Is Ethereum Inversely Correlated to Bitcoin?

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The digital currency space has today seen a somewhat rare market behavior as Ethereum is up while bitcoin and many other digital currencies have fallen in price.

Recently, we have seen bitcoin go up for a day or so, while all other digital currencies go down. Eth going up while other digital currencies (minus ripple and ripple clones) go down appears to be a first.

Current market action for the top six digital currencies

This might suggest that ethereum may be starting a bid to play the store of value role and become a gateway to other digital currencies like bitcoin because ethereum is one of the very few digital currencies, besides bitcoin, which is traded against other digital currencies in say ETH/ZEC fashion.

Ethereum, therefore, may be creating its own revolving ecosystem due to one significant advantage, eth based tokens. They usually are bought with eth and traded against eth. There are many of them, valued at $1 billion, with significant trading volumes.

Moreover, conversion of eth to fiat is now becoming almost as easy as for bitcoin to USD, especially after Coinbase added the currency last year, followed by others, with eth’s symbol now fairly ubiquitous.

Bitcoin continues to have its unique altcoin ecosystem which revolves around it as far as trading is concerned, but, uniquely, eth might be coming out of that solar system and may be creating its own revolving planets.

That’s shown by eth’s inverse correlation, especially in the past few days, as indicated by the below image which illustrates an eth upwards movement at the same time as a bitcoin downwards movement, potentially because bitcoiners or other altcoiners may be buying eth.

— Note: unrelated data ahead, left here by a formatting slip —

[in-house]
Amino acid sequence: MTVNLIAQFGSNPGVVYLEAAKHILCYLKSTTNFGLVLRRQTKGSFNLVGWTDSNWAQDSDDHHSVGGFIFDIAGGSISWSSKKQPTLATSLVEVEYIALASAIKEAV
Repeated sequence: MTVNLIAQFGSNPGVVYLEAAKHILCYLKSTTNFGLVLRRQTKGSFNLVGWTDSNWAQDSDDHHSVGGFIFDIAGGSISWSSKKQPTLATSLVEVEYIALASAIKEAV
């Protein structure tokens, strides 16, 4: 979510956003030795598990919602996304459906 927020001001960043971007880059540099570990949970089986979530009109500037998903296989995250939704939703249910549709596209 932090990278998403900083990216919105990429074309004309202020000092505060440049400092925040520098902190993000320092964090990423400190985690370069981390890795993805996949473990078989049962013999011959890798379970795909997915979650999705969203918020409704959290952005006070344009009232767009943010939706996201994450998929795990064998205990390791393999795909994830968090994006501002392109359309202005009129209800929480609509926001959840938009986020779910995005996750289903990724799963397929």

Ethereum and bitcoin correlation on a shorter timeframe

On a longer timeframe, the correlation isn’t too clear. There are times when the two main currencies move in the opposite direction, as can be seen there around the middle of the 1d timeframe chart below, but sometimes they both move up at the same time.

Ethereum and bitcoin correlation on a longer timeframe

That may suggest the currencies do affect each other, but are not tied to one another as each has their own factors unrelated to the other currency which may overcome any correlation.

On the other hand, the one-day timeframe may be hiding the scale of movement for each currency. They both have indeed gone up, but ethereum has increased in value much faster than bitcoin which has not even doubled for this year.

That might be because while bitcoin continues to attract investors, it is doing so at a lower rate than ethereum, either because bitcoin investors are diversifying or new investors are choosing eth rather than bitcoin at a greater rate.

The final factor to mention is the number of transactions which is usually highly correlated to price. Ethereum’s transaction volumes are now almost half of bitcoin’s, standing at around 110,000 to bitcoin’s 250,000.

Ethereum’s current transaction volumes – source etherscan

That may be only because bitcoin’s transaction capacity is limited, but whether that overcomes the correlation of price to transaction volumes is not very clear because logically the amount of use – utility – should correlate to value regardless of whether it is lowered artificially because utility would be artificially lowered too.

Furthermore, network effects are a known factor and ethereum is building some unique ones while also gaining some from bitcoin through businesses and individuals diversifying due to high fees and delays.

That diversification might explain the inverse correlation at times when other factors which only affect bitcoin do not come into play and push up the price despite bitcoiners diversifying. Thus, in some cases, hiding what may be a continued inverse correlation but in a hidden manner by, instead of bitcoin falling, it rising at a lower amount than otherwise.

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